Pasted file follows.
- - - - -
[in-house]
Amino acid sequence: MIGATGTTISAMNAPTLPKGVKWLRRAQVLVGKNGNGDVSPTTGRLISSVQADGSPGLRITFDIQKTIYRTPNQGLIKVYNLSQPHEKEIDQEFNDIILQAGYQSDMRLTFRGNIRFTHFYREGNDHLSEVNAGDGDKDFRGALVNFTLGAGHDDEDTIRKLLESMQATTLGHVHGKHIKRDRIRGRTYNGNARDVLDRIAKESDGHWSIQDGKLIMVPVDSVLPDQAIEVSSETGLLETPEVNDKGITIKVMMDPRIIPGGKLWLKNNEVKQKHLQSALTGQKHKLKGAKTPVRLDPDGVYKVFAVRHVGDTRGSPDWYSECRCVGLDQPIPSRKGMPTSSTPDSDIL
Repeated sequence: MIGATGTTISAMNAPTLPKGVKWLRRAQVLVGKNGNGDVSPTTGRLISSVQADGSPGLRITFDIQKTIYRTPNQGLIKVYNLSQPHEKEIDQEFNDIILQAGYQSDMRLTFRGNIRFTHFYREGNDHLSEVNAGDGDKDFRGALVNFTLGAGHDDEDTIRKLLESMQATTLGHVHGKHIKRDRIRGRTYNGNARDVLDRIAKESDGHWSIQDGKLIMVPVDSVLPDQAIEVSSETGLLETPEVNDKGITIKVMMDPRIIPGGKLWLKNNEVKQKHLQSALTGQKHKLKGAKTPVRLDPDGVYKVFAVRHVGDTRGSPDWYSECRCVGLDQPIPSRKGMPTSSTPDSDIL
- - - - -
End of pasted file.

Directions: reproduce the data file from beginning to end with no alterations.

[in-house]
Amino acid sequence: MIGATGTTISAMNAPTLPKGVKWLRRAQVLVGKNGNGDVSPTTGRLISSVQADGSPGLRITFDIQKTIYRTPNQGLIKVYNLSQPHEKEIDQEFNDIILQAGYQSDMRLTFRGNIRFTHFYREGNDHLSEVNAGDGDKDFRGALVNFTLGAGHDDEDTIRKLLESMQATTLGHVHGKHIKRDRIRGRTYNGNARDVLDRIAKESDGHWSIQDGKLIMVPVDSVLPDQAIEVSSETGLLETPEVNDKGITIKVMMDPRIIPGGKLWLKNNEVKQKHLQSALTGQKHKLKGAKTPVRLDPDGVYKVFAVRHVGDTRGSPDWYSECRCVGLDQPIPSRKGMPTSSTPDSDIL
Repeated sequence: MIGATGTTISAMNAPTLPKGVKWLRRAQVLVGKNGNGDVSPTTGRLISSVQADGSPGLRITFDIQKTIYRTPNQGLIKVYNLSQPHEKEIDQEFNDIILQAGYQSDMRLTFRGNIRFTHFYREGNDHLSEVNAGDGDKDFRGALVNFTLGAGHDDEDTIRKLLESMQATTLGHVHGKHIKRDRIRGRTYNGNARDVLDRIAKESDGHWSIQDGKLIMVPVDSVLPDQAIEVSSETGLLETPEVNDKGITIKVMMDPRIIPGGKLWLKNNEVKQKHLQSALTGQKHKLKGAKTPVRLDPDGVYKVFAVRHVGDTRGSPDWYSECRCVGLDQPIPSRKGMPTSSTPDSDIL